Malala’s work has is also creating change for women of different generations. Her mother, Toor Pekai, had one year of formal education and is now in school. I can’t imagine what it’s like to be entering school as an adult, but I applaud her. Education is something that can never be taken away from us. It is one of the most important things we can do, not only for ourselves, but for others.
Thoughts of Toor Pekai make me think of my mother-in-law. Raised in Korea during Japanese occupation, she is one of the most intelligent women I know. Due to the death of her parents when she was a child, exorbitant school fees which an orphan couldn’t afford, she received what is equivalent to a 6th grade education. This has caused her to push for the best education, for her and her children, with a burning passion.
I want to do more to show I’m #withMalala, but don’t know where to start.
Social media is one of the easiest ways to start using your voice to advocate for change. Visit supportmalala.com to create a custom Facebook profile video (it’s super easy!) to show your support. For every person who participates through March 10, 2016, 21st Century Fox will donate $1 to the Malala Fund. A $1 donation will also be made for every tweet using the hashtag #withMalala during this time period, for a total donation up to $50,000.
Not sure what to Tweet?
Start by encouraging your followers to join you on Monday to watch the documentary or share that for every #withMalala tweet, 21st Century Fox wil donate $1. Here are tweets that you can copy, paste, schedule, and encourage your followers to retweet!
#HeNamedMeMalala premieres commercial free on @natgeochannel 2/29 @ 8/7c! Stand #withMalala + watch with your family on.natgeo.com/1VbVWaJ
#HeNamedMeMalala premiers on @natgeochannel 2/29 at 8/7c. See it and stand #withMalala! on.natgeo.com/1VbVWaJ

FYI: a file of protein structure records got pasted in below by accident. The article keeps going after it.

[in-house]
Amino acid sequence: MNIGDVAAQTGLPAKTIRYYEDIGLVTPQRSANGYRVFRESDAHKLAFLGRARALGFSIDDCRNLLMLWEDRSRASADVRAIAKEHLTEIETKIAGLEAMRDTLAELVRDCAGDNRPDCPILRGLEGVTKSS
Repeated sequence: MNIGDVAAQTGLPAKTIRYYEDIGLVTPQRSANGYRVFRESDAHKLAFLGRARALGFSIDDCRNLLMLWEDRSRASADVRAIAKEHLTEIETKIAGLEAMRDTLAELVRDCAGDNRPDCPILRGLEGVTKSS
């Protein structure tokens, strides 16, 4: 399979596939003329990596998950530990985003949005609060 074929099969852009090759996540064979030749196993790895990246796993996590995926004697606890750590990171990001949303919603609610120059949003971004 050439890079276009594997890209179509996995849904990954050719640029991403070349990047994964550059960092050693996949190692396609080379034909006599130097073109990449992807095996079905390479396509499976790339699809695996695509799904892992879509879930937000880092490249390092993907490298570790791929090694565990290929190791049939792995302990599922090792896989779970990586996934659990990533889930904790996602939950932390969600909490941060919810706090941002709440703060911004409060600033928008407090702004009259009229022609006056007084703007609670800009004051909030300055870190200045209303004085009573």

Mark your calendar to stand #withMalala for girls’ ed. #HeNamedMeMalala premiering on @natgeochannel on.natgeo.com/1VbVWaJ
Like to tweet? Support girls’ ed? For every #withMalala tweet til 3/10 @21CF will donate $1 to @MalalaFund. Pls RT
I’m standing #withMalala + @21CF will donate $1 to @MalalaFund. Show girls everywhere you stand for their right to edu. Pls RT
Are you looking for information that will help you understand Malala’s background, the documentary, and the history of the Swat Valley in Pakistan? These resources are great tools and will not only further your understanding, but will also help answer any difficult questions that might come up with your children.
He Named Me Malala Curriculum Guide— Designed for teachers, the official curriculum guide for the documentary is a free downloadable PDF that features ways to develop understanding, essential questions, notes to educators, additional resources and the standards that are being addressed through each lesson. It’s perfect for classroom teacher and homeschooling families who are studying Malala.
Education World’s Malal Yousafzai’s Courage: Student Discussion Guide — rich discussion questions that appear halfway down the page. Questions like “If you were a 16-year-old girl in Pakistan, could you have imagined doing what Malala did? What do you admire about Malala?” ask kids to put themsevels in Malala’s shoes but also dive deeper into bigger issues such as womens’ rights.
I am Malala: A Resource Guide for Educators— This guide published by The Global Women’s Institute at The George Washington University is best for high schoolers who have read the I am Malala book.
I was not compensated for this post but am receiving a house party kit for our own He Named Me Malala viewing party. All opinions are my own.